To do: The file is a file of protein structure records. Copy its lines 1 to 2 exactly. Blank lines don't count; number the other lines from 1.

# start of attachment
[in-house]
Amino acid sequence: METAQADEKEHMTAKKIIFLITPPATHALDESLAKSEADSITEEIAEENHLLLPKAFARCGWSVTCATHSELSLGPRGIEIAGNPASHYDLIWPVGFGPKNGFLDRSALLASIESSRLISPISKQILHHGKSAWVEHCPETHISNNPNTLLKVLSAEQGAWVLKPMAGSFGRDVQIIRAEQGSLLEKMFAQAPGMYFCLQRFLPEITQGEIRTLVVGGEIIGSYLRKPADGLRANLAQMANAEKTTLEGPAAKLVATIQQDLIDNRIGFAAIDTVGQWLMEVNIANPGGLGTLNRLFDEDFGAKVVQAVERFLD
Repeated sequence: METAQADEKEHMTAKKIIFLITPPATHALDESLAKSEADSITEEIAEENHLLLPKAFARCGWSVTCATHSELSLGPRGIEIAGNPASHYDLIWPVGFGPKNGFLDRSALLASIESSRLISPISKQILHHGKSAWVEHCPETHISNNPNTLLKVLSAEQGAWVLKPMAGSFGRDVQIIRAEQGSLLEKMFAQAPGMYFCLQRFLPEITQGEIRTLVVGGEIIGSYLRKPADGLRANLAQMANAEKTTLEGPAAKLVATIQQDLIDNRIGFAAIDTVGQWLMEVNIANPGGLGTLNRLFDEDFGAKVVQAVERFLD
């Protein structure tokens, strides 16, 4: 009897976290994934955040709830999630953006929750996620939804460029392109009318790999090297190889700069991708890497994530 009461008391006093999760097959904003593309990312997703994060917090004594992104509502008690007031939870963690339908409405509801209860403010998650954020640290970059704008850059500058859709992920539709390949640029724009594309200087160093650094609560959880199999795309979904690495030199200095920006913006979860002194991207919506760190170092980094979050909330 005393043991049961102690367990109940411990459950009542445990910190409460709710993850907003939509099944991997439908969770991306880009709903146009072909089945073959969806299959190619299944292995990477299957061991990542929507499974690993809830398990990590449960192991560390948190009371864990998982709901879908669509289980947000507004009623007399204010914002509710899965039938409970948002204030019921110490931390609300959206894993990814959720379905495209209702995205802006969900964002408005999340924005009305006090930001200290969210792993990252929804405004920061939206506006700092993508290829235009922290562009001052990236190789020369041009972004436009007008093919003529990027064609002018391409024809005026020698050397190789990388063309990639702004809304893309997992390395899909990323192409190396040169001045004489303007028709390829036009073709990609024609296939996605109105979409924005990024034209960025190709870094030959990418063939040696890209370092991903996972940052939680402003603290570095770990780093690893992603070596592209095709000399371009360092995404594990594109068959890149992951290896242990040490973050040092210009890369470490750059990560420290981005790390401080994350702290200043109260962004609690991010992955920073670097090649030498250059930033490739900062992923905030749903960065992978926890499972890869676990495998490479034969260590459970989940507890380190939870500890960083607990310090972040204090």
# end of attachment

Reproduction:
[in-house]
Amino acid sequence: METAQADEKEHMTAKKIIFLITPPATHALDESLAKSEADSITEEIAEENHLLLPKAFARCGWSVTCATHSELSLGPRGIEIAGNPASHYDLIWPVGFGPKNGFLDRSALLASIESSRLISPISKQILHHGKSAWVEHCPETHISNNPNTLLKVLSAEQGAWVLKPMAGSFGRDVQIIRAEQGSLLEKMFAQAPGMYFCLQRFLPEITQGEIRTLVVGGEIIGSYLRKPADGLRANLAQMANAEKTTLEGPAAKLVATIQQDLIDNRIGFAAIDTVGQWLMEVNIANPGGLGTLNRLFDEDFGAKVVQAVERFLD